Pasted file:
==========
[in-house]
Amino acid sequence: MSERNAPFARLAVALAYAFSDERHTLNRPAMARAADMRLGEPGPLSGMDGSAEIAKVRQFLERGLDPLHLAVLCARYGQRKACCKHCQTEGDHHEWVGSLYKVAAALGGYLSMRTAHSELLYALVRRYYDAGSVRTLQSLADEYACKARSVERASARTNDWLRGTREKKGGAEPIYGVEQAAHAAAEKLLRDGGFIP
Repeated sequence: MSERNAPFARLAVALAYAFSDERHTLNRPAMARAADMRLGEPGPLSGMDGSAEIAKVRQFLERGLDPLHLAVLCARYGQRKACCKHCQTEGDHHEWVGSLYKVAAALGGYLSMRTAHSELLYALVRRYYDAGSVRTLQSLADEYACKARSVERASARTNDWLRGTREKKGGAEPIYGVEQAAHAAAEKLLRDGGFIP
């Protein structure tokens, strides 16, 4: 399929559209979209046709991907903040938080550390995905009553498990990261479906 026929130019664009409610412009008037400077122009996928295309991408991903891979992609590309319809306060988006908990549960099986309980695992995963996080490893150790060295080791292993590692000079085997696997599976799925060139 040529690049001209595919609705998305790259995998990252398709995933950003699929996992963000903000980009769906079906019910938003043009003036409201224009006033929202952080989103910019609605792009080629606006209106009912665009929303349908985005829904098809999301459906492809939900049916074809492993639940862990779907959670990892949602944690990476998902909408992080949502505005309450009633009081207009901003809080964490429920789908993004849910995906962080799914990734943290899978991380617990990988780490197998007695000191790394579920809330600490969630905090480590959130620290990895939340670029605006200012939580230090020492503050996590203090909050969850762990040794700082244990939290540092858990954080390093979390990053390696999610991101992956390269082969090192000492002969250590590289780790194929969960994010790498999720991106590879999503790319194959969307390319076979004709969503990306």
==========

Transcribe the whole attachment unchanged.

[in-house]
Amino acid sequence: MSERNAPFARLAVALAYAFSDERHTLNRPAMARAADMRLGEPGPLSGMDGSAEIAKVRQFLERGLDPLHLAVLCARYGQRKACCKHCQTEGDHHEWVGSLYKVAAALGGYLSMRTAHSELLYALVRRYYDAGSVRTLQSLADEYACKARSVERASARTNDWLRGTREKKGGAEPIYGVEQAAHAAAEKLLRDGGFIP
Repeated sequence: MSERNAPFARLAVALAYAFSDERHTLNRPAMARAADMRLGEPGPLSGMDGSAEIAKVRQFLERGLDPLHLAVLCARYGQRKACCKHCQTEGDHHEWVGSLYKVAAALGGYLSMRTAHSELLYALVRRYYDAGSVRTLQSLADEYACKARSVERASARTNDWLRGTREKKGGAEPIYGVEQAAHAAAEKLLRDGGFIP
């Protein structure tokens, strides 16, 4: 399929559209979209046709991907903040938080550390995905009553498990990261479906 026929130019664009409610412009008037400077122009996928295309991408991903891979992609590309319809306060988006908990549960099986309980695992995963996080490893150790060295080791292993590692000079085997696997599976799925060139 040529690049001209595919609705998305790259995998990252398709995933950003699929996992963000903000980009769906079906019910938003043009003036409201224009006033929202952080989103910019609605792009080629606006209106009912665009929303349908985005829904098809999301459906492809939900049916074809492993639940862990779907959670990892949602944690990476998902909408992080949502505005309450009633009081207009901003809080964490429920789908993004849910995906962080799914990734943290899978991380617990990988780490197998007695000191790394579920809330600490969630905090480590959130620290990895939340670029605006200012939580230090020492503050996590203090909050969850762990040794700082244990939290540092858990954080390093979390990053390696999610991101992956390269082969090192000492002969250590590289780790194929969960994010790498999720991106590879999503790319194959969307390319076979004709969503990306």